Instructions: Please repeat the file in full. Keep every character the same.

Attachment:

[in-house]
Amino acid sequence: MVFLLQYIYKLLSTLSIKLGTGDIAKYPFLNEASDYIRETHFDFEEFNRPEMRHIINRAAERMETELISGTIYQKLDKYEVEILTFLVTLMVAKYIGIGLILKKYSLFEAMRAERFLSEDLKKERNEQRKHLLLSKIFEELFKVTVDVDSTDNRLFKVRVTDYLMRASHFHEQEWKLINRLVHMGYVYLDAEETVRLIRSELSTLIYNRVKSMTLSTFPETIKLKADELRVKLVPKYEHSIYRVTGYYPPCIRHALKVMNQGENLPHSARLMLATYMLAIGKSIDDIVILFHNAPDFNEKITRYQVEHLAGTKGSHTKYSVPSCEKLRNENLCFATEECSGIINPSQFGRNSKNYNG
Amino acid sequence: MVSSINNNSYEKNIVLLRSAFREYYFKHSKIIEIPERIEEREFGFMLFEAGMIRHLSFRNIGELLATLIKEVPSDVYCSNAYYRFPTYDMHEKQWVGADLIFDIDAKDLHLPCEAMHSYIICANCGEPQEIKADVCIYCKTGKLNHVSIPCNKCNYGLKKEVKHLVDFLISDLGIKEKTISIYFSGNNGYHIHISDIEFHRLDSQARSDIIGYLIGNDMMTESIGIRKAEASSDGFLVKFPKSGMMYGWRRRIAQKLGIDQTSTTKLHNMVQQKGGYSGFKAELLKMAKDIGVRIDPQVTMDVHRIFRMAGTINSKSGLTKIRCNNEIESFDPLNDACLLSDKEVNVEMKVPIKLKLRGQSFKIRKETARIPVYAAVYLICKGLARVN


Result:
[in-house]
Amino acid sequence: MVFLLQYIYKLLSTLSIKLGTGDIAKYPFLNEASDYIRETHFDFEEFNRPEMRHIINRAAERMETELISGTIYQKLDKYEVEILTFLVTLMVAKYIGIGLILKKYSLFEAMRAERFLSEDLKKERNEQRKHLLLSKIFEELFKVTVDVDSTDNRLFKVRVTDYLMRASHFHEQEWKLINRLVHMGYVYLDAEETVRLIRSELSTLIYNRVKSMTLSTFPETIKLKADELRVKLVPKYEHSIYRVTGYYPPCIRHALKVMNQGENLPHSARLMLATYMLAIGKSIDDIVILFHNAPDFNEKITRYQVEHLAGTKGSHTKYSVPSCEKLRNENLCFATEECSGIINPSQFGRNSKNYNG
Amino acid sequence: MVSSINNNSYEKNIVLLRSAFREYYFKHSKIIEIPERIEEREFGFMLFEAGMIRHLSFRNIGELLATLIKEVPSDVYCSNAYYRFPTYDMHEKQWVGADLIFDIDAKDLHLPCEAMHSYIICANCGEPQEIKADVCIYCKTGKLNHVSIPCNKCNYGLKKEVKHLVDFLISDLGIKEKTISIYFSGNNGYHIHISDIEFHRLDSQARSDIIGYLIGNDMMTESIGIRKAEASSDGFLVKFPKSGMMYGWRRRIAQKLGIDQTSTTKLHNMVQQKGGYSGFKAELLKMAKDIGVRIDPQVTMDVHRIFRMAGTINSKSGLTKIRCNNEIESFDPLNDACLLSDKEVNVEMKVPIKLKLRGQSFKIRKETARIPVYAAVYLICKGLARVN